Linda Lewis and former Labour MP Tom Levitt are back for their third discussion in a series inspired by Tom’s latest book, ‘The Company Citizen: Good for Business, Planet, Nation and Community’. In this episode, they discuss how business can be a force for good both in combating hunger and in the better management of resources through the “circular economy”. Tom shares how he came to write the book, why engaging with smaller businesses is crucial to the cause and how Paul Polman, CEO of Unilever, has emerged as a leader of the responsible and sustainable business movement.
In this interview, Peter Urwin considers the ‘collective failures’ suffered by the polling industry in recent years; from their inability to predict the 2015 British general election outcome, to Brexit, to Trump. Joining him is Professor Patrick Sturgis, who discusses findings from his chairing of the British Polling Council/Market Research Society Inquiry into the 2015 General Election Polls; and in his role as Specialist Advisor to the House of Lords Select Committee on Political Polling and Digital Media. They explore whether the same mistakes are being made by Pollsters across these different ‘failures', and whether it is getting harder to predict outcomes. Plus, they ask whether analysis of social media presents an opportunity to help capture voter sentiment – or is the media industry part of the problem?
“Fake news” has been sweeping the nation – or has it? Today we’re joined by Kate Andrews, News Editor at the IEA and Head of Education Dr Steve Davies. Steve argues that, unlike what many in the mainstream media would have you believe, “fake news” is nothing new.
In fact, trawling through history, we see that “Fake news” has been around in innumerable ways, shapes and forms, for centuries – even millennia.
There is no one kind of fake news, and Kate and Steve examine some of the major distinctions between them, particularly in regards to intention and trust in mainstream.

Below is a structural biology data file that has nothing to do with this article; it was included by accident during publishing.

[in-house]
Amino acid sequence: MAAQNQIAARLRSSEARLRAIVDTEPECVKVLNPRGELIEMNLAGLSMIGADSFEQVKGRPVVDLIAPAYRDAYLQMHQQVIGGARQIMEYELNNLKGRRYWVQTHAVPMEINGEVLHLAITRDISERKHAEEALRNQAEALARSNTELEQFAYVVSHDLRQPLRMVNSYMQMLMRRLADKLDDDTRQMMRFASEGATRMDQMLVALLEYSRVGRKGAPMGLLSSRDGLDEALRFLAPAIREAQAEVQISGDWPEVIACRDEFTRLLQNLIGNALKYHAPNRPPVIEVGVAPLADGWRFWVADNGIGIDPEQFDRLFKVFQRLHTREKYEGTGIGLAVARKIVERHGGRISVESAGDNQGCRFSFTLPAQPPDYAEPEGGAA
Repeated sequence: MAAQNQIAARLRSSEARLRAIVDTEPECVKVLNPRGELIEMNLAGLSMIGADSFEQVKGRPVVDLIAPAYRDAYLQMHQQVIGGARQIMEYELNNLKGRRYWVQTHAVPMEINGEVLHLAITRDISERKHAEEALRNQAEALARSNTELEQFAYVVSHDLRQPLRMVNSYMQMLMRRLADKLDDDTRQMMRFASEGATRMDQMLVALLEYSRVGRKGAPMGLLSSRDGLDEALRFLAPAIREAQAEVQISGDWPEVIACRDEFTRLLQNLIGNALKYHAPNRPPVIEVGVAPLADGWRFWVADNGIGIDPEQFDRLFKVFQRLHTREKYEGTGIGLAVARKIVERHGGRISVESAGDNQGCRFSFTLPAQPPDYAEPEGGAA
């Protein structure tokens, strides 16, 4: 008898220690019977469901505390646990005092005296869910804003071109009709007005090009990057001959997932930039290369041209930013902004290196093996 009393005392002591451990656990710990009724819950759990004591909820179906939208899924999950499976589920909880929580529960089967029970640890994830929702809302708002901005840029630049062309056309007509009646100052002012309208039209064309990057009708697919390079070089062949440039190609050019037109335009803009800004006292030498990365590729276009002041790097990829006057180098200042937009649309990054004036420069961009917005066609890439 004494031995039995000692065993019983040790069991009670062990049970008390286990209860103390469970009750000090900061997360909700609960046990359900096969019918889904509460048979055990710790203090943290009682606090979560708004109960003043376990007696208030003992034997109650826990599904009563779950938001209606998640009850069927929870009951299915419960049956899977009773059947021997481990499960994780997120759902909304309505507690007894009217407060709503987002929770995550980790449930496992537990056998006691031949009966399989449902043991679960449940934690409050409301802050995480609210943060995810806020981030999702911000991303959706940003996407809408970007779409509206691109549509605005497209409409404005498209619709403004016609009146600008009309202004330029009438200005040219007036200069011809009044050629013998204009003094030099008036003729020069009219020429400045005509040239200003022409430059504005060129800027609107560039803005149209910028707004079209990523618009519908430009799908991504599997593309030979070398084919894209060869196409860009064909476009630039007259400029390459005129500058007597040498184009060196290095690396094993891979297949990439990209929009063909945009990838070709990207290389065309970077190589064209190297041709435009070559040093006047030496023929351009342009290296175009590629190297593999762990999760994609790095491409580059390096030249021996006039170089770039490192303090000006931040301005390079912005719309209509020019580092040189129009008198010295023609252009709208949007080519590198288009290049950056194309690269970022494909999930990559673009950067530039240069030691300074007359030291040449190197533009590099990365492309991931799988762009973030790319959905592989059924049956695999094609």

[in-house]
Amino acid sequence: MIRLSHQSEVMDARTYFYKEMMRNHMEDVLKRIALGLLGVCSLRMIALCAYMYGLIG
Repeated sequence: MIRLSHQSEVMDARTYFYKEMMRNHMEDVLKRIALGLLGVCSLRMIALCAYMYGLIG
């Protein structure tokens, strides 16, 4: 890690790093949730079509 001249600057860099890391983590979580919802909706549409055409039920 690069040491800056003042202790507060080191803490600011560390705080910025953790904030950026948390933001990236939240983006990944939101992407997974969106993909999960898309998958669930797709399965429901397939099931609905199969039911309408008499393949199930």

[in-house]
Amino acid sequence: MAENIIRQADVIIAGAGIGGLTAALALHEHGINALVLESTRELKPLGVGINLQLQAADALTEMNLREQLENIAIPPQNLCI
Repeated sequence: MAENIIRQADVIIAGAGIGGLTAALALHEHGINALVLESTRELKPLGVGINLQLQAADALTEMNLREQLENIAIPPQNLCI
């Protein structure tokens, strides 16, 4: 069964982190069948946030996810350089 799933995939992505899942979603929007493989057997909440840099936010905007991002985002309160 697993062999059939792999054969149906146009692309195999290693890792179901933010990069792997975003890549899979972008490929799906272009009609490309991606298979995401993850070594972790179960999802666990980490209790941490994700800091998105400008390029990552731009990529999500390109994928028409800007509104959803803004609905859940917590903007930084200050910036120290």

Finally, they examine how to spot fake news – and what we can all do to halt its dissemination and create a higher standard of debate.
Global financial markets have been flying up and down and all over the place this week, and it’s all to do with one boot-shaped country in the Mediterranean. Italy has found itself embroiled in a power struggle between Eurosceptic populists – winners of the March general election – and the pro-EU establishment. The ramifications have spread across the globe and will affect Britons from big-time investors to anyone building up a pension pot. Also in this episode, This is Money editor Simon Lambert, presenter Georgie Frost and personal finance editor Rachel Rickard Straus talk about what you can do to stop your dream house move falling through, and whether proposals to make tax on savings and dividends simpler will work – or just see savers pay more tax. And finally, in troubled times for the high street, the team look at one retailer bucking the trend.
Today we’re joined by author and academic Dr Joanna Williams, and the IEA’s Head of Lifestyle Economics Christopher Snowdon, to discuss freedom and feminism in the 21st century. Right now, the authoritarians seems to be winning the battle of ideas, following a raft of new nanny state legislation over the last few years – with ever more draconian schemes in the pipeline. Interviewed by the IEA’s Kate Andrews, Chris and Joanna take a look at what all of this means for ordinary consumers – and whether we can expect a backlash against the nanny state, embodied by groups like Public Health England. They also examine what is becoming an increasingly puritanical culture around feminism, and what the future holds for the movement in the wake of the ‘Me Too’ campaign.